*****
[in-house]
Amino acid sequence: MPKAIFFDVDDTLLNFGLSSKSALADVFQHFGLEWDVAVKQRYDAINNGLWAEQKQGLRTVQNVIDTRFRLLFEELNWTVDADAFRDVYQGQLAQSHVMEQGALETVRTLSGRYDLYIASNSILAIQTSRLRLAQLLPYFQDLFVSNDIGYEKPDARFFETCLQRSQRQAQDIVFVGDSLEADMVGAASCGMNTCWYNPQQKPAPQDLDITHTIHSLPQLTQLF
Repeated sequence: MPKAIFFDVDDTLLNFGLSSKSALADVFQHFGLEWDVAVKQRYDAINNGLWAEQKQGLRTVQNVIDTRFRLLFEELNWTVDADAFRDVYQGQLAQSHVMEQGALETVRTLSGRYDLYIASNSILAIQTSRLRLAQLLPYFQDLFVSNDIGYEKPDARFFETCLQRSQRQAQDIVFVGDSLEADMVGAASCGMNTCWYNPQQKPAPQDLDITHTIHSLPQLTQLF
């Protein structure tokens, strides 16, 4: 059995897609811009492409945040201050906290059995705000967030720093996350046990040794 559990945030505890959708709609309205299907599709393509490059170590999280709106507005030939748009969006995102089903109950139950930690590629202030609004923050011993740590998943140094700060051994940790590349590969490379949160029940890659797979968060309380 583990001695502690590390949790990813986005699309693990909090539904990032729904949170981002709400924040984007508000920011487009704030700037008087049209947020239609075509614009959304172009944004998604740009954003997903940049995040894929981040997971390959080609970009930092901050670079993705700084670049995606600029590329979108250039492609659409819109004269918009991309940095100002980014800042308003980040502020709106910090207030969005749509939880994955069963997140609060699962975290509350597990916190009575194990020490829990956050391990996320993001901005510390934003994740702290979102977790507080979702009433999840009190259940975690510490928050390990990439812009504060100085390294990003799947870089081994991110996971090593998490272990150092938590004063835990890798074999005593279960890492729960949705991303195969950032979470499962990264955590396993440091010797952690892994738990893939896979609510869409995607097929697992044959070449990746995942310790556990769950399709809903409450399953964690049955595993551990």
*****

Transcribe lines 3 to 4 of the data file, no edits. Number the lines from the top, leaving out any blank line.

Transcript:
Repeated sequence: MPKAIFFDVDDTLLNFGLSSKSALADVFQHFGLEWDVAVKQRYDAINNGLWAEQKQGLRTVQNVIDTRFRLLFEELNWTVDADAFRDVYQGQLAQSHVMEQGALETVRTLSGRYDLYIASNSILAIQTSRLRLAQLLPYFQDLFVSNDIGYEKPDARFFETCLQRSQRQAQDIVFVGDSLEADMVGAASCGMNTCWYNPQQKPAPQDLDITHTIHSLPQLTQLF
């Protein structure tokens, strides 16, 4: 059995897609811009492409945040201050906290059995705000967030720093996350046990040794 559990945030505890959708709609309205299907599709393509490059170590999280709106507005030939748009969006995102089903109950139950930690590629202030609004923050011993740590998943140094700060051994940790590349590969490379949160029940890659797979968060309380 583990001695502690590390949790990813986005699309693990909090539904990032729904949170981002709400924040984007508000920011487009704030700037008087049209947020239609075509614009959304172009944004998604740009954003997903940049995040894929981040997971390959080609970009930092901050670079993705700084670049995606600029590329979108250039492609659409819109004269918009991309940095100002980014800042308003980040502020709106910090207030969005749509939880994955069963997140609060699962975290509350597990916190009575194990020490829990956050391990996320993001901005510390934003994740702290979102977790507080979702009433999840009190259940975690510490928050390990990439812009504060100085390294990003799947870089081994991110996971090593998490272990150092938590004063835990890798074999005593279960890492729960949705991303195969950032979470499962990264955590396993440091010797952690892994738990893939896979609510869409995607097929697992044959070449990746995942310790556990769950399709809903409450399953964690049955595993551990």